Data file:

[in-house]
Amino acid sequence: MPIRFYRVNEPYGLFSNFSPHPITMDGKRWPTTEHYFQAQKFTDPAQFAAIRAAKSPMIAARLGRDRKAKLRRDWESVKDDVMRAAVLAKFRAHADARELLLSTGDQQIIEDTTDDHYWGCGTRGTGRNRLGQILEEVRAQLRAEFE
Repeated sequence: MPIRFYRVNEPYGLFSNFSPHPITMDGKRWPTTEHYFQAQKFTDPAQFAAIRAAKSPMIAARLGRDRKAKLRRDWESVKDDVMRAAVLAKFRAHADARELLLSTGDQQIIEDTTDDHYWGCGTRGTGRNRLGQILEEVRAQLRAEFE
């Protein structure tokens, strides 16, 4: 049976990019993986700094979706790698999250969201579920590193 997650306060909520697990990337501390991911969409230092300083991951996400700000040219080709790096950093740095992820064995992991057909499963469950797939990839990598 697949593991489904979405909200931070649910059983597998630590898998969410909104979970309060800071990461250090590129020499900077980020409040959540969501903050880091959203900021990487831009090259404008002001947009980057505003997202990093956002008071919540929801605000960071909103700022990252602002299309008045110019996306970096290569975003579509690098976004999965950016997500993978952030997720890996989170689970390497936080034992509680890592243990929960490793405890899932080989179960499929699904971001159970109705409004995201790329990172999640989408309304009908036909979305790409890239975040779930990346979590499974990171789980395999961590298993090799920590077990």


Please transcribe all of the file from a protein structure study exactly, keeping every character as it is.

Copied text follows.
[in-house]
Amino acid sequence: MPIRFYRVNEPYGLFSNFSPHPITMDGKRWPTTEHYFQAQKFTDPAQFAAIRAAKSPMIAARLGRDRKAKLRRDWESVKDDVMRAAVLAKFRAHADARELLLSTGDQQIIEDTTDDHYWGCGTRGTGRNRLGQILEEVRAQLRAEFE
Repeated sequence: MPIRFYRVNEPYGLFSNFSPHPITMDGKRWPTTEHYFQAQKFTDPAQFAAIRAAKSPMIAARLGRDRKAKLRRDWESVKDDVMRAAVLAKFRAHADARELLLSTGDQQIIEDTTDDHYWGCGTRGTGRNRLGQILEEVRAQLRAEFE
């Protein structure tokens, strides 16, 4: 049976990019993986700094979706790698999250969201579920590193 997650306060909520697990990337501390991911969409230092300083991951996400700000040219080709790096950093740095992820064995992991057909499963469950797939990839990598 697949593991489904979405909200931070649910059983597998630590898998969410909104979970309060800071990461250090590129020499900077980020409040959540969501903050880091959203900021990487831009090259404008002001947009980057505003997202990093956002008071919540929801605000960071909103700022990252602002299309008045110019996306970096290569975003579509690098976004999965950016997500993978952030997720890996989170689970390497936080034992509680890592243990929960490793405890899932080989179960499929699904971001159970109705409004995201790329990172999640989408309304009908036909979305790409890239975040779930990346979590499974990171789980395999961590298993090799920590077990």